NIU partners with high schools in graduation requirement program

NIU and four high school districts have teamed up as part of a larger state pilot program to develop new graduation requirements which measure a student’s skills and abilities, not just the number of years spent studying subjects such as English and Math.

The Illinois State Board of Education announced the Illinois Competency-Based High School Graduation Requirements program’s launch earlier this month. Ten school districts around the state are involved with the pilot which requires they work with a community college and a university to design a system for creating standards to assess a student’s mastery of certain skills, as well as the likelihood of their success in a higher-education setting.

NIU will be working with the Proviso Township, Round Lake, Huntley and Williamsfield school districts.

Being involved in the program presents multiple opportunities for NIU, including developing a stronger relationship with its partners at the high school level, according to Marilyn Bellert, associate director of NIU’s Center for P-20 Engagement.

“It puts our faculty in touch with college and high school teachers,” Bellert said, noting such a connection has not always been part of the college-readiness discussions. “We’ll have a lot to learn from one another.”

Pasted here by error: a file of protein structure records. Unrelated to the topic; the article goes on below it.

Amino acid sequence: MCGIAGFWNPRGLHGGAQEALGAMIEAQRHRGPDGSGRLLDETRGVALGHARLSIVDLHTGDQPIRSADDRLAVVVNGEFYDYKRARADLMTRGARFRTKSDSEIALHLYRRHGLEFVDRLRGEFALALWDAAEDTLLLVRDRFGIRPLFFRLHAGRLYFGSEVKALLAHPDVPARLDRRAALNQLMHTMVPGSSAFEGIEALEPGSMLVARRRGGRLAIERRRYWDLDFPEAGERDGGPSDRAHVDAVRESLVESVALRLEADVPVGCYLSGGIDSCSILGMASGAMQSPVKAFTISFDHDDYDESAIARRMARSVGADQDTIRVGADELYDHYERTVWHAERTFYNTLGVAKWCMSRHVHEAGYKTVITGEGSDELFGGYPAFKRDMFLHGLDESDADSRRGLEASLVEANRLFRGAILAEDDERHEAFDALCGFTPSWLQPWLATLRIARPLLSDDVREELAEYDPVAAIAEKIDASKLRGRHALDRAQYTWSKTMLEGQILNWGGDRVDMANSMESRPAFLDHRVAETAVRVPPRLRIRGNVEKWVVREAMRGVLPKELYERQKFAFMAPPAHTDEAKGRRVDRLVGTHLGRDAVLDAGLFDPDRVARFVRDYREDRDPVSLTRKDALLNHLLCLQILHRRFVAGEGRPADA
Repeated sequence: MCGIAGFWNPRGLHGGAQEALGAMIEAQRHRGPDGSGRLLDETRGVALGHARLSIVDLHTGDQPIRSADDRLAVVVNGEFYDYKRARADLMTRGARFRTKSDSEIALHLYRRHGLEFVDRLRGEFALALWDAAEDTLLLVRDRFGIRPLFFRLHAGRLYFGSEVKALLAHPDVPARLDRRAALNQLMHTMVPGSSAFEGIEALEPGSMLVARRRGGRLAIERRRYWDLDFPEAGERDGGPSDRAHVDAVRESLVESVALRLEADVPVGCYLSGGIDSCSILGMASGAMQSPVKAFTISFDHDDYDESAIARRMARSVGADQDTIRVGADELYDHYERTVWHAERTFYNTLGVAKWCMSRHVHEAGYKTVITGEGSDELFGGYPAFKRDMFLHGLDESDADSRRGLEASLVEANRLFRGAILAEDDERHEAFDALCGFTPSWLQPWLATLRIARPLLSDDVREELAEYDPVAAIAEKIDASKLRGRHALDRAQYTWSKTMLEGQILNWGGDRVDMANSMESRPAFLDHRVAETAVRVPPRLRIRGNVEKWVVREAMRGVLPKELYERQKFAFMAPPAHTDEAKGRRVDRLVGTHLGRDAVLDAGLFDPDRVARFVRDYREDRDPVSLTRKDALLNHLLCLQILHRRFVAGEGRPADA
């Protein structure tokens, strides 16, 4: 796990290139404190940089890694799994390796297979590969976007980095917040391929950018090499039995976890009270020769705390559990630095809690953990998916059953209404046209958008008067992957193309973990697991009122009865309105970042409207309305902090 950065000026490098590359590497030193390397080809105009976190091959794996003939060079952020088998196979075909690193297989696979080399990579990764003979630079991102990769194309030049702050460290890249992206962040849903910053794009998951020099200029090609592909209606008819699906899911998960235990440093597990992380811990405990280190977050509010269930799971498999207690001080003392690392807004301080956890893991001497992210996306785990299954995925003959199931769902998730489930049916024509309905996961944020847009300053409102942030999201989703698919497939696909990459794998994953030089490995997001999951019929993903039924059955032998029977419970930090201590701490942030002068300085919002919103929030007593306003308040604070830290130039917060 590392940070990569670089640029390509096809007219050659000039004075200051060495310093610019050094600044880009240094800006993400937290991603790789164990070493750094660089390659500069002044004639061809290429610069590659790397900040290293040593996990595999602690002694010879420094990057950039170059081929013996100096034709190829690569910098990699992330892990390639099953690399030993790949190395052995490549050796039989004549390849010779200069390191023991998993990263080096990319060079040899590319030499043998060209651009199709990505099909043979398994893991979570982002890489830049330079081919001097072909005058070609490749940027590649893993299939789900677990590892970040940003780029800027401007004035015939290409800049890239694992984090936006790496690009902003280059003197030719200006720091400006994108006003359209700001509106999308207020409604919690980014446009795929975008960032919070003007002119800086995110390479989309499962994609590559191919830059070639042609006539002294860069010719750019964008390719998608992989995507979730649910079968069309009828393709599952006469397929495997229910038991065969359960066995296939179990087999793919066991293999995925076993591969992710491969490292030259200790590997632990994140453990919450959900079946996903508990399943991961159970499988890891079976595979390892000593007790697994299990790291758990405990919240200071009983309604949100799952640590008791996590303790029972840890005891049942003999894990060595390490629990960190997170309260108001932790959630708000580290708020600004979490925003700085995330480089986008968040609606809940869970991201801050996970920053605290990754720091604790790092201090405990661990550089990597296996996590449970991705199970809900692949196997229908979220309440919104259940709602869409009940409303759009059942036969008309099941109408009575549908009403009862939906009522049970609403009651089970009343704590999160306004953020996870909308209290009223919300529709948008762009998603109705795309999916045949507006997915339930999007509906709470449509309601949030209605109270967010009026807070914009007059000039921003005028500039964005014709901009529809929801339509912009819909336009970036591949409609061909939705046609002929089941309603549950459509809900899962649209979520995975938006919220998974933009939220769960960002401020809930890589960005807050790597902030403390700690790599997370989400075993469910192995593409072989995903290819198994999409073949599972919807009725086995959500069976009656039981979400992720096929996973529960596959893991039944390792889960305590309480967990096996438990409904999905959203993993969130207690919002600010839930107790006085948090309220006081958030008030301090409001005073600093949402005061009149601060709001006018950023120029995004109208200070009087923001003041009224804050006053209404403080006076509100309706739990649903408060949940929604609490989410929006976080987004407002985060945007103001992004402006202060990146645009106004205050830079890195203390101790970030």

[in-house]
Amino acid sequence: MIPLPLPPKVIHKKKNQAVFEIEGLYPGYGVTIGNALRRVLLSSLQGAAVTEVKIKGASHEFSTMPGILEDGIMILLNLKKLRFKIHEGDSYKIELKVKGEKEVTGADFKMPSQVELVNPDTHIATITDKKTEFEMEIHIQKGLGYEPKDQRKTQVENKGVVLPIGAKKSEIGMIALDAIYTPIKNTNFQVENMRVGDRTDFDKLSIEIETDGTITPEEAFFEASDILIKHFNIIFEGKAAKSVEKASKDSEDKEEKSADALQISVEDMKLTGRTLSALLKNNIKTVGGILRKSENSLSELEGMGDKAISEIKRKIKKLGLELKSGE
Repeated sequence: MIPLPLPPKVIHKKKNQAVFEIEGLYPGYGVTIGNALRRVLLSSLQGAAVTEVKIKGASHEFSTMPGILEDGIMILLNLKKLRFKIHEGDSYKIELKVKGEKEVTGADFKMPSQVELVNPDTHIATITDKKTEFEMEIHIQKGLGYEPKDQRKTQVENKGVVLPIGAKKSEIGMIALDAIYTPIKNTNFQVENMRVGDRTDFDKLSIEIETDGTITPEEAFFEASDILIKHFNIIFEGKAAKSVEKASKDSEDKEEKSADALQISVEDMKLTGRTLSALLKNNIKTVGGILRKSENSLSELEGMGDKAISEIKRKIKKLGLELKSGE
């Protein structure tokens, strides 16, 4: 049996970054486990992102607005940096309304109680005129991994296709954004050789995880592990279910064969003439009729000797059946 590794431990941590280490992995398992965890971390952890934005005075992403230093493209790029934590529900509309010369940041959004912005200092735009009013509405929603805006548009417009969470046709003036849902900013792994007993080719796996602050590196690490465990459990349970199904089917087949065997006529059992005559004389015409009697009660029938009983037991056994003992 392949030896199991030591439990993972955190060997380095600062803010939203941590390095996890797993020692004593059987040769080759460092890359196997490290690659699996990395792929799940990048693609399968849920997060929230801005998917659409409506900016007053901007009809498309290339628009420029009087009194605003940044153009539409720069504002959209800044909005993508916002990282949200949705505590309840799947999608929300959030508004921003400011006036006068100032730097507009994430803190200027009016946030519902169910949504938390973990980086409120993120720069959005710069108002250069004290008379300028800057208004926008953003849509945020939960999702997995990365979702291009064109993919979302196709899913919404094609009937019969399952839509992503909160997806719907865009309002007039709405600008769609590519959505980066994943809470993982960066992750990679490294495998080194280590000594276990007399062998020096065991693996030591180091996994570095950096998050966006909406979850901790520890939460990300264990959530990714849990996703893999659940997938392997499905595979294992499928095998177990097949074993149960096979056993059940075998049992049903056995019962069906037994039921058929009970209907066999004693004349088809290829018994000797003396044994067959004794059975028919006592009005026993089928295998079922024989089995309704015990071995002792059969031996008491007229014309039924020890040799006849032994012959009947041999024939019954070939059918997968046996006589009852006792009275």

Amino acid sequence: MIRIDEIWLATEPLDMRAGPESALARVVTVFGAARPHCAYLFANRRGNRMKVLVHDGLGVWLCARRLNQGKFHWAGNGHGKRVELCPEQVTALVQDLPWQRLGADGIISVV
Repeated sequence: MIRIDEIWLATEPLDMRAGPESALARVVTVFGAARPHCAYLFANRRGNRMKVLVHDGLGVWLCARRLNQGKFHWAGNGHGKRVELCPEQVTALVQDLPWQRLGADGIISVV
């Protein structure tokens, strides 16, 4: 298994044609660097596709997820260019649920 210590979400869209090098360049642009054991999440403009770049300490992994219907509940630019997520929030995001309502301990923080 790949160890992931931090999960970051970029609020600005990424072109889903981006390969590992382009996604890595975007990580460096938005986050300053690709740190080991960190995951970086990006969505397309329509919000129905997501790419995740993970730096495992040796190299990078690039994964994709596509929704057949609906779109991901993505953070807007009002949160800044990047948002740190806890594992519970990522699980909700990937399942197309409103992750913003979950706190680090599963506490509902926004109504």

In the pilot’s first phase, NIU and the schools will be looking at standards and expectations for students, as well as the ways for students to demonstrate specific abilities and knowledge. The second phase involves devising a style of transcript that reflects student competency, while also providing enough information to universities to determine financial aid, scholarship and academic eligibility.

NIU officials from several departments – from the academic side and faculty development to admissions and financial aid – have been discussing the potential impact of competency-based standards on university policies with the recognition it will be three or four years before students graduating from such programs begin to arrive on campus. The first task is finding faculty to work with the high schools to ensure graduates’ knowledge and skills align with NIU’s expectations, Bellert explained.

“It is an innovative approach to college readiness,” said Bellert, who praised NIU for “stepping up” to be part of the program.

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